Oxfam Great Britain and BRIDGE

Republic of Georgia

Location: Republic of Georgia
Organizations Involved:
Author: Ivane Abramashvilli, Caucasian House & Isabella Jean, Independent Consultant

This case study examines the gradual transition of Oxfam out of the Republic of Georgia and the creation of a local spin-off organization, BRIDGE – Innovation and Development. While the case study focuses on Georgia, it is set within the Oxfam’s broader regional exit strategy, which has involved the closure of a number of programs in the South Caucasus, including in Armenia and Azerbaijan. Oxfam began the transition period in Georgia in 2014, with their departure fully completed in 2018. During this time, BRIDGE was established and is now a registered Georgian NGO, carrying forward the values, mission, and programmatic and advocacy legacy of Oxfam, but without any formal affiliation.

The case study examines the factors that made this transition a success, including the processes by which BRIDGE’s leadership, governance, and financial model were established. The report also describes the decision made by Oxfam and BRIDGE to continue sharing knowledge and expertise as part of a standing memorandum of understanding. The case highlights both the institutional and relational aspects of a well- managed transition, as well as the key role played by the Georgian staff who led it. It focuses primarily on BRIDGE’s experience with the transition because Oxfam’s decisions regarding the timeline of its exit from three Caucasus countries were documented by INTRAC in a separate report.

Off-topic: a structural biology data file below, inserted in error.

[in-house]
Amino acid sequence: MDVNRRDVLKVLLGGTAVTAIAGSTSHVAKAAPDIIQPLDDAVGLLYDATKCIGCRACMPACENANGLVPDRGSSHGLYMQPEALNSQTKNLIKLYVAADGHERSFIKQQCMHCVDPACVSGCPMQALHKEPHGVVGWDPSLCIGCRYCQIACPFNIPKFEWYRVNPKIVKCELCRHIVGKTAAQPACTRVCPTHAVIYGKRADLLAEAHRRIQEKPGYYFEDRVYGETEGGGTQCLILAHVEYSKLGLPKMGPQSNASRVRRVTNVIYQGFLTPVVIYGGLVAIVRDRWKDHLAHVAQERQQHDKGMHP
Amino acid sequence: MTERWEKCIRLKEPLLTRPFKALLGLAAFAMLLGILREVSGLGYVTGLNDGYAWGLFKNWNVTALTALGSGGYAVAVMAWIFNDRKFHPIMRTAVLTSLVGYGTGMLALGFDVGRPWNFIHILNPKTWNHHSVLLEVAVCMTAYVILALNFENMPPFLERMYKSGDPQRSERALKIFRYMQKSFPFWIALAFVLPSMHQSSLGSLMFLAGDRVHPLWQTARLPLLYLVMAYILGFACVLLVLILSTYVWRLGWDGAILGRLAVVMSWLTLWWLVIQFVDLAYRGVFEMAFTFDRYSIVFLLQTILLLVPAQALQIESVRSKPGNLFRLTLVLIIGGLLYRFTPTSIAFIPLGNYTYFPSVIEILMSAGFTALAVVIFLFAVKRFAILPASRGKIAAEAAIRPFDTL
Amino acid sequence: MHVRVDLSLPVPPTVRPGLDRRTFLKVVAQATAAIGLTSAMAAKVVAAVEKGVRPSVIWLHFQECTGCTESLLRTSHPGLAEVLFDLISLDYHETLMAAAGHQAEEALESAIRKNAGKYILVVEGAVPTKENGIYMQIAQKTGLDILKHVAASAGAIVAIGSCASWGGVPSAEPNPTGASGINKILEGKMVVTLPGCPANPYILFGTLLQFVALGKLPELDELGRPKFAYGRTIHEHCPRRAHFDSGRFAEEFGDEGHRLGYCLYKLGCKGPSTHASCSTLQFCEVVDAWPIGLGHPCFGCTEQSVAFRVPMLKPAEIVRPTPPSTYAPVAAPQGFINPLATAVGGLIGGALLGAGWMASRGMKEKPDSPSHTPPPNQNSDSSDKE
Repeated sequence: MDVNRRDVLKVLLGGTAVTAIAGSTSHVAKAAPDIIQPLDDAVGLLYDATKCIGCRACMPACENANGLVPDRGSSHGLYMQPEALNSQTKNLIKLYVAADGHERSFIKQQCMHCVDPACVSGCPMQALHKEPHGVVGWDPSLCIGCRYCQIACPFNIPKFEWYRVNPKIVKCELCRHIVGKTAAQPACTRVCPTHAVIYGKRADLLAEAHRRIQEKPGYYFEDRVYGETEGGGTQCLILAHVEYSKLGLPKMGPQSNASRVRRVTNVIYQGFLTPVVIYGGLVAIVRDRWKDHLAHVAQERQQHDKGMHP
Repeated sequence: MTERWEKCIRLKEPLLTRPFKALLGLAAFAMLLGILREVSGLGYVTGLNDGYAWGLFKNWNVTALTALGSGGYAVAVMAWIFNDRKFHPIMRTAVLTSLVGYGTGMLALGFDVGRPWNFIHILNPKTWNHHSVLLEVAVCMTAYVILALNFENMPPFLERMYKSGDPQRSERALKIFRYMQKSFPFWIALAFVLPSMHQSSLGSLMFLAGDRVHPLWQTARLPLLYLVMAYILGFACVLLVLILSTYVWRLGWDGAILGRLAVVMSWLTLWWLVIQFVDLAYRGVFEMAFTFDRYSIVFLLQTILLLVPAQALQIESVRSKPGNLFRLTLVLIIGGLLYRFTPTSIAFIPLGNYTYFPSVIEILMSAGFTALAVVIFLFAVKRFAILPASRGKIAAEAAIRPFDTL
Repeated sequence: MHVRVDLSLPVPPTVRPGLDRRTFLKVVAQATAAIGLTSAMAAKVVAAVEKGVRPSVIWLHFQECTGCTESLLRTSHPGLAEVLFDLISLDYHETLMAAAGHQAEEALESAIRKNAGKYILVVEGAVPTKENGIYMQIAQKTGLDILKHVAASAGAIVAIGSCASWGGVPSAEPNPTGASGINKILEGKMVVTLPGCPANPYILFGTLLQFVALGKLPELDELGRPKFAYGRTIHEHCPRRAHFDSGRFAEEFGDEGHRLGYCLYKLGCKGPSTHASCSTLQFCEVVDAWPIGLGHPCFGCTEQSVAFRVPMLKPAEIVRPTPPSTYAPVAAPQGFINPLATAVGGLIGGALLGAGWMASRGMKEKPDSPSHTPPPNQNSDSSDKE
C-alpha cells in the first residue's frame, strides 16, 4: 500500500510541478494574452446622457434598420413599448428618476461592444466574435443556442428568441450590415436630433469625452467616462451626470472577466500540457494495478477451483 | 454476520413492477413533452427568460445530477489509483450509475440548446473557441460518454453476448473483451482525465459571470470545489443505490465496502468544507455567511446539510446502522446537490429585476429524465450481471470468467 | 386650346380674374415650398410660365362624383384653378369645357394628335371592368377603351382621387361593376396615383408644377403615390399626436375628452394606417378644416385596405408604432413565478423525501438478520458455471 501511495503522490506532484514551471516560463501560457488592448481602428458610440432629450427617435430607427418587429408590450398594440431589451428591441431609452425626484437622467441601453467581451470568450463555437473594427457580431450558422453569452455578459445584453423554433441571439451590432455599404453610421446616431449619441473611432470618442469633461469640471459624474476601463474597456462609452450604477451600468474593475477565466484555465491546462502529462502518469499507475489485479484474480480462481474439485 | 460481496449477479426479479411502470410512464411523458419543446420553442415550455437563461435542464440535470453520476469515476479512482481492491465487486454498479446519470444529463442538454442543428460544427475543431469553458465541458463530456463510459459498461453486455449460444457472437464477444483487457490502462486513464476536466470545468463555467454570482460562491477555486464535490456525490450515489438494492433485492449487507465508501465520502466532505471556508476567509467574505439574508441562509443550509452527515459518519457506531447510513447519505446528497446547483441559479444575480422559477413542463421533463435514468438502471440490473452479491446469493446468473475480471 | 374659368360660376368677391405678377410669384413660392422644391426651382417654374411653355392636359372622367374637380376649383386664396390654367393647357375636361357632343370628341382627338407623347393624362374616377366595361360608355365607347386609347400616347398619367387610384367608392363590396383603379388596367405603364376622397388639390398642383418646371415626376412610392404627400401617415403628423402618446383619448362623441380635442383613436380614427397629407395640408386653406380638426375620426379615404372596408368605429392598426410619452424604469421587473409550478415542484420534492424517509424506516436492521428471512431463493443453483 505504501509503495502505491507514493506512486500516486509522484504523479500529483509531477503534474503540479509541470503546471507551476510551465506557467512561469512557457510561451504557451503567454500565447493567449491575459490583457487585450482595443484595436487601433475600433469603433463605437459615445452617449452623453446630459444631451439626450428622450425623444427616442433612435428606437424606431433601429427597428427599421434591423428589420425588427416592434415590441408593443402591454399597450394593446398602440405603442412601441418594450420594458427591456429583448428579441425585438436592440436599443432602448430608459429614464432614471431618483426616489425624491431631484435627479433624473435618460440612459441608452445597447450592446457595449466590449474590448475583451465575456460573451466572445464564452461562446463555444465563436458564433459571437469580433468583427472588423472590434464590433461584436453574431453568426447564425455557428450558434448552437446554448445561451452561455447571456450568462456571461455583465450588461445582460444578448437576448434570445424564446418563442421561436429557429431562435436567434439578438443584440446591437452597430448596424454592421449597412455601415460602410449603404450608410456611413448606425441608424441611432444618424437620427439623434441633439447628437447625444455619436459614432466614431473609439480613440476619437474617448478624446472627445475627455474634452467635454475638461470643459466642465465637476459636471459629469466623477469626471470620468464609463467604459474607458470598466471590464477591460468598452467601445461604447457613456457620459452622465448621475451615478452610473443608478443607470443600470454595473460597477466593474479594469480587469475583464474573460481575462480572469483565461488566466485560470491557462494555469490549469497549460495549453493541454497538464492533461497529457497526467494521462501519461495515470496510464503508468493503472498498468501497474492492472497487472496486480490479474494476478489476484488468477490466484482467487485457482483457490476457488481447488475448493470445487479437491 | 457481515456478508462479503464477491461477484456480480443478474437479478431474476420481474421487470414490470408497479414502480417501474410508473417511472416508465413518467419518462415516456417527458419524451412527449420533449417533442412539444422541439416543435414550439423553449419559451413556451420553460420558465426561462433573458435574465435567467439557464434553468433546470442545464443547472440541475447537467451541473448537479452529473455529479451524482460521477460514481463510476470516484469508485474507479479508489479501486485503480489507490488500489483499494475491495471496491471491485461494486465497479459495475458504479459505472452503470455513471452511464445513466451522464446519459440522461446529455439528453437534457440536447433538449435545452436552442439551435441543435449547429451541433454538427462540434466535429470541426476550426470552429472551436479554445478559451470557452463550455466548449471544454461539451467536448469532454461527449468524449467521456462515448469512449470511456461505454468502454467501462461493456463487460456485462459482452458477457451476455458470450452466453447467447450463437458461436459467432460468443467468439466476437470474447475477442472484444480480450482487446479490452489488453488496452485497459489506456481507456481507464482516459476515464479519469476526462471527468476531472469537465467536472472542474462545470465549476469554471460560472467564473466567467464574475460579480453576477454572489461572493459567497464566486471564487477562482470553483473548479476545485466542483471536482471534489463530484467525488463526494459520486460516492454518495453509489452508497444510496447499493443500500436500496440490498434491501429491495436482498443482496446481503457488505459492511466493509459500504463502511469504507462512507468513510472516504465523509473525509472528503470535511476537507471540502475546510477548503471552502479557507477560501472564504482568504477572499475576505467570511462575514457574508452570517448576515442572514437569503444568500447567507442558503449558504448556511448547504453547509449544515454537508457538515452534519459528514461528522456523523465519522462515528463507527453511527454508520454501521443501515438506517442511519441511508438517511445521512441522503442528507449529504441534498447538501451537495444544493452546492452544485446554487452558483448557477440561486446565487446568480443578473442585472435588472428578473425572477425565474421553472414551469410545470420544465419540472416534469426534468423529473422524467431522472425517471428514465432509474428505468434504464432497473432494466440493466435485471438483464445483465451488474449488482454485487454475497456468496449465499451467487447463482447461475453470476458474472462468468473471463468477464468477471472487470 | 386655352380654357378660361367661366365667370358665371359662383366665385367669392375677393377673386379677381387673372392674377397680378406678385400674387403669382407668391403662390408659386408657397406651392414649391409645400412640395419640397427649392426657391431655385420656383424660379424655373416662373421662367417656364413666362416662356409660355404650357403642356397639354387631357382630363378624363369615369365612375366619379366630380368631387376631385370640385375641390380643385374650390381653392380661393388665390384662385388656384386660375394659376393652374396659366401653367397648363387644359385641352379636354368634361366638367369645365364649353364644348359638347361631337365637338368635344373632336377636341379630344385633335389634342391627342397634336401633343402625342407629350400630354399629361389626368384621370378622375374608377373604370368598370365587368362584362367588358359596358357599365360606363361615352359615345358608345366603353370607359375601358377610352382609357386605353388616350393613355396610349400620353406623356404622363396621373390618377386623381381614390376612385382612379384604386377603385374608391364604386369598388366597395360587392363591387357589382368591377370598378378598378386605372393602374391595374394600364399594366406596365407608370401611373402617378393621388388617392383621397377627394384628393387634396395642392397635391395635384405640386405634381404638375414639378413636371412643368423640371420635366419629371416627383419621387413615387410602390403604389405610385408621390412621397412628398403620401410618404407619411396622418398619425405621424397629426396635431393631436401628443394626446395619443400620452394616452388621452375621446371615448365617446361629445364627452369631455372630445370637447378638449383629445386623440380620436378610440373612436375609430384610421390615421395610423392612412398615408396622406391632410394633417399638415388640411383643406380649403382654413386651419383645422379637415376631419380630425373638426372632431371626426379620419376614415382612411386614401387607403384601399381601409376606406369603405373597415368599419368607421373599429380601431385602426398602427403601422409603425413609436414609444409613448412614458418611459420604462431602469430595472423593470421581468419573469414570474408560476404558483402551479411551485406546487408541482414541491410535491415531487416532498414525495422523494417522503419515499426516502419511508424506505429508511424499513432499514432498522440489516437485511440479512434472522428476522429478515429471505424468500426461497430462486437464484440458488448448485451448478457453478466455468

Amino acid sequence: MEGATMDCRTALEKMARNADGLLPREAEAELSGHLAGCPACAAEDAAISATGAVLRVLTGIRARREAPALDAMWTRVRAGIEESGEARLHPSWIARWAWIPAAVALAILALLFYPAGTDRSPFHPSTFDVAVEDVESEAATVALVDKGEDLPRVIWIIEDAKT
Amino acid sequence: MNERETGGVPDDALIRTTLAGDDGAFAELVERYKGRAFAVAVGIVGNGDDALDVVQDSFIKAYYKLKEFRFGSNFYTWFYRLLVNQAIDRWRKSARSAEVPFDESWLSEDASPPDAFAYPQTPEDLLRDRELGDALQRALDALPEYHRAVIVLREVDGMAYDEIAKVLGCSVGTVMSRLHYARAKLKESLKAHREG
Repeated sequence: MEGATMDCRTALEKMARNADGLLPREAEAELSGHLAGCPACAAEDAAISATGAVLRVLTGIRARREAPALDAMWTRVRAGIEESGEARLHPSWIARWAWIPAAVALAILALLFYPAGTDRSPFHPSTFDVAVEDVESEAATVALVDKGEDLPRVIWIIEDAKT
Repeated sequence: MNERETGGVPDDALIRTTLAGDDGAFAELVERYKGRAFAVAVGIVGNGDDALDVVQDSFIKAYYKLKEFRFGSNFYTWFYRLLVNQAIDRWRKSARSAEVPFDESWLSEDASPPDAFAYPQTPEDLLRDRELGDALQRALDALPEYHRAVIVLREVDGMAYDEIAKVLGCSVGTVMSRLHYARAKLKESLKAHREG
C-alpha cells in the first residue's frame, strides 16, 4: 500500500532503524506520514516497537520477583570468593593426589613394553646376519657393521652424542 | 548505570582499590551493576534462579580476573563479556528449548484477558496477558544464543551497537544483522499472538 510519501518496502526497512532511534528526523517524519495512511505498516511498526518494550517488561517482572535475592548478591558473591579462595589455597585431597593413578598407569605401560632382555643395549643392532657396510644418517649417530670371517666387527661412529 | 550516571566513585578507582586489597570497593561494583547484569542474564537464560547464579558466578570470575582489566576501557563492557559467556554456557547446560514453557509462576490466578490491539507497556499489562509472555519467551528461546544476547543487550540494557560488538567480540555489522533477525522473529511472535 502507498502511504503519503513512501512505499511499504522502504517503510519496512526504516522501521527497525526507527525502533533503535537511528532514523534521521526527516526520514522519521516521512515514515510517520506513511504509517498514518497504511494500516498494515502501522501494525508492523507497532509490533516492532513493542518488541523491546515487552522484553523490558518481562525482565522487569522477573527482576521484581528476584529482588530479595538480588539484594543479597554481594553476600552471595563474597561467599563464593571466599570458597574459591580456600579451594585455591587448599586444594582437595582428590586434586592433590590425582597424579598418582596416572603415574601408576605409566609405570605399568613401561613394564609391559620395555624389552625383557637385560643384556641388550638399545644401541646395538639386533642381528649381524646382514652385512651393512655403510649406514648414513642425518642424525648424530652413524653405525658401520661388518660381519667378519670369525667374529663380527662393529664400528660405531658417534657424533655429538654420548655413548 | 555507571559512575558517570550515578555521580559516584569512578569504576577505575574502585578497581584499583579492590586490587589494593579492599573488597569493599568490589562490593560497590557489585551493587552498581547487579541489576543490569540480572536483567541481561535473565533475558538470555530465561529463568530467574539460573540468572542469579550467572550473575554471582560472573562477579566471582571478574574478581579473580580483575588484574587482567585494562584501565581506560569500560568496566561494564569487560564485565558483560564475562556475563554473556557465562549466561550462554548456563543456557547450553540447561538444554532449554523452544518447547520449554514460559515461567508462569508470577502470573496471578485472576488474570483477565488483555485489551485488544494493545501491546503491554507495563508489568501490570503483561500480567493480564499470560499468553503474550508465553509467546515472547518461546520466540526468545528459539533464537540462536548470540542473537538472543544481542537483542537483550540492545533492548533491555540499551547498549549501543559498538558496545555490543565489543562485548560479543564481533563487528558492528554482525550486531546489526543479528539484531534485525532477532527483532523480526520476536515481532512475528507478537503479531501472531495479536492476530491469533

In-country research took place in June–August 2018, with the majority of face-to-face key informant interviews completed during this period. Some additional interviews were conducted remotely in late 2018. In total, 20 interviews were conducted for this case study, with interviewees – which included former staff members of Oxfam and current staff at BRIDGE – chosen based on their knowledge of the transition story. The research team also held a series of conversations with various parties – including academics, government representatives, international development NGOs, and local civil society organizations– able to provide valuable insights regarding the evolution of international assistance and civil society in Georgia. CDA collaborated with the Executive Director of Caucasian House, Ivane Abramashvilli, who supported the field research and drafting of the case study. Identified by SAS early in the research process, Caucasian House is a resource organization with an interest in the SAS research findings as they relate to Georgian civil society context.


This case study is an example of a transition from an Oxfam national office in Georgia to a Georgian NGO, BRIDGE – Innovation and Development. The transition process was gradual, taking place over four years between 2014 to 2018.

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